When an author outlines, it is nearly impossible to capture the minutia. Until a scene is written the details haven’t been created, which is why there has to be some pantser in every writer. Writers can’t outline and connect minutia that doesn’t yet exist. Some writers wait until they have finished a rough draft to make their connections. I don’t find this satisfactory because by the time I finish, even when I write them all down, I forget their function and miss points I wanted to make. To continue the analogy, I hate ripping out seams and re-sewing. There are hairy details much like the ripped thread that must be flushed away so that the manuscript isn’t fuzzy. I’d rather get it right the first time so that preliminary readers aren’t lost.

To accomplish this, I write chapter by chapter and revise before I go onto the next chapter. Usually this occurs in intervals of two to three chapters making sure the details and connections pin the chapter in place, much like attaching one side of a garment making sure that it matches the other side. There are a few details in previous chapters that I may have to adjust, aside from word smithing and tweaking, my novel should be finished by the time I write the last word. Then I’ll let a professional editor dissect it. It should be interesting to see what the editor determines I need to rewrite.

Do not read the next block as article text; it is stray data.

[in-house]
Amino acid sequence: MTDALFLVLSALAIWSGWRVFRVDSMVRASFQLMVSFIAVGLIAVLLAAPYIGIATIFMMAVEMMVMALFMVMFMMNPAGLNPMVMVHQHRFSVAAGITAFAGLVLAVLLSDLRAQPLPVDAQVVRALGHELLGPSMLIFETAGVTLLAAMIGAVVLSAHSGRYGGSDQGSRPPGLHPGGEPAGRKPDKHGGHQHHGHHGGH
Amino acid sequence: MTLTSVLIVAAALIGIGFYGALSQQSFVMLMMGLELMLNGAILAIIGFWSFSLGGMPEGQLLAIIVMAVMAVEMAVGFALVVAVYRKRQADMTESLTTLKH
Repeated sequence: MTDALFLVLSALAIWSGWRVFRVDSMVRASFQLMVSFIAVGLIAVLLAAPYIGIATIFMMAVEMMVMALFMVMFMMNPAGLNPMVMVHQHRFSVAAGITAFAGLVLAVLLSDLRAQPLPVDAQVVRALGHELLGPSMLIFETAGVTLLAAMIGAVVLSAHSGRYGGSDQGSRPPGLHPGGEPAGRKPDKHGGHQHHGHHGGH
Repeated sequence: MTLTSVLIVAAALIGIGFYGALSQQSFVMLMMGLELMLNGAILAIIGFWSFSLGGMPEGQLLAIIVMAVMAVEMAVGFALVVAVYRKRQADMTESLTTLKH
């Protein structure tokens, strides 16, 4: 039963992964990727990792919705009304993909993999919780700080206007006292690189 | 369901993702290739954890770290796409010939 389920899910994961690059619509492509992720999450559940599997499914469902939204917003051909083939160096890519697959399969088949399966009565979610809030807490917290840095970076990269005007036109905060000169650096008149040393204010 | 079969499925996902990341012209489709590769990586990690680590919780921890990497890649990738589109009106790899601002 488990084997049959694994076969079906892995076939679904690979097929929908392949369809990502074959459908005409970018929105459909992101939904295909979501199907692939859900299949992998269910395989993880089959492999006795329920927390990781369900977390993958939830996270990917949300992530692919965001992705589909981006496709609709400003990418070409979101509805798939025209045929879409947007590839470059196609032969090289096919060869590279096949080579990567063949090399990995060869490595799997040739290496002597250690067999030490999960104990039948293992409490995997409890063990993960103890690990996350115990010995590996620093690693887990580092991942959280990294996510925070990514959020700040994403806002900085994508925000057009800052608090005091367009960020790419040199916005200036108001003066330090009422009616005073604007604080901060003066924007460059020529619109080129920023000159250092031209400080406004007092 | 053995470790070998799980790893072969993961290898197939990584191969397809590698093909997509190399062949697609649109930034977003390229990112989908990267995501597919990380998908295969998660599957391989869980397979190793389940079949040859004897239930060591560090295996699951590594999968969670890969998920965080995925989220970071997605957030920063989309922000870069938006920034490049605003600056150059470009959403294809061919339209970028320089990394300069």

I do have one problem though. One member of my critique group has made assumptions that she shouldn’t make. It reminds me of a TV ad in which a man cooking spaghetti sauce and holding a cleaver appears to be killing a cat that has jumped up on the counter when his sweetheart walks into the kitchen.

Reading between the lines is a fun game. But don’t blame the author when jumping to erroneous assumptions. In a way, I’m glad of her assumptions because the ending will come as a complete surprise, and yet I hope that she is not outraged when she finds that her assumptions are false. If she studies the logic and facts, she will find her error because for mystery writers and readers, internal integrity is a requirement underpinned by those “unnecessary and extraneous” details.


13 comments:

Warren Bull said...

One person's unnecessary is another person's requirement.

Tag line for the cat photo: Just give me the cat nip and nobody gets hurt.

E. B. Davis said...

No, I think that a requirement is a requirement. If you establish that one character is dreadfully fearful of guns, one can't very well contradict that very trait you created by having the character murder the victim by shotgun blast.

If the police establish time of death as sometime in the afternoon, you can't very well create a killing scene at one a.m.